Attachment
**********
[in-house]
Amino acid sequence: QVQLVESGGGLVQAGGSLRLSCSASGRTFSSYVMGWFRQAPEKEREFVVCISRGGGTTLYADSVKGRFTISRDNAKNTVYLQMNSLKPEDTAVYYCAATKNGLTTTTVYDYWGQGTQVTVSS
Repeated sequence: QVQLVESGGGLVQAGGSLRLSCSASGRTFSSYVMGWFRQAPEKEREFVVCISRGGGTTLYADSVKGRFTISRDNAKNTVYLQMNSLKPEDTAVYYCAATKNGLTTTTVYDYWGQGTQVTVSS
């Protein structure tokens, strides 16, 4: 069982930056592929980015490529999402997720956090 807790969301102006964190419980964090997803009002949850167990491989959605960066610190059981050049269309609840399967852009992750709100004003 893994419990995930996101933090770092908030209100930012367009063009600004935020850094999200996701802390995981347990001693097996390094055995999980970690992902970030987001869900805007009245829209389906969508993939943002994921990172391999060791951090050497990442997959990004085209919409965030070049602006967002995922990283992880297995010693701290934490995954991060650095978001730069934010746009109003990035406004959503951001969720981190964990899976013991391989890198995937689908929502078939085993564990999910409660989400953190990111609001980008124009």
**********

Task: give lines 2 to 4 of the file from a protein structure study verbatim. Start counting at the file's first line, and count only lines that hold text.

Amino acid sequence: QVQLVESGGGLVQAGGSLRLSCSASGRTFSSYVMGWFRQAPEKEREFVVCISRGGGTTLYADSVKGRFTISRDNAKNTVYLQMNSLKPEDTAVYYCAATKNGLTTTTVYDYWGQGTQVTVSS
Repeated sequence: QVQLVESGGGLVQAGGSLRLSCSASGRTFSSYVMGWFRQAPEKEREFVVCISRGGGTTLYADSVKGRFTISRDNAKNTVYLQMNSLKPEDTAVYYCAATKNGLTTTTVYDYWGQGTQVTVSS
């Protein structure tokens, strides 16, 4: 069982930056592929980015490529999402997720956090 807790969301102006964190419980964090997803009002949850167990491989959605960066610190059981050049269309609840399967852009992750709100004003 893994419990995930996101933090770092908030209100930012367009063009600004935020850094999200996701802390995981347990001693097996390094055995999980970690992902970030987001869900805007009245829209389906969508993939943002994921990172391999060791951090050497990442997959990004085209919409965030070049602006967002995922990283992880297995010693701290934490995954991060650095978001730069934010746009109003990035406004959503951001969720981190964990899976013991391989890198995937689908929502078939085993564990999910409660989400953190990111609001980008124009």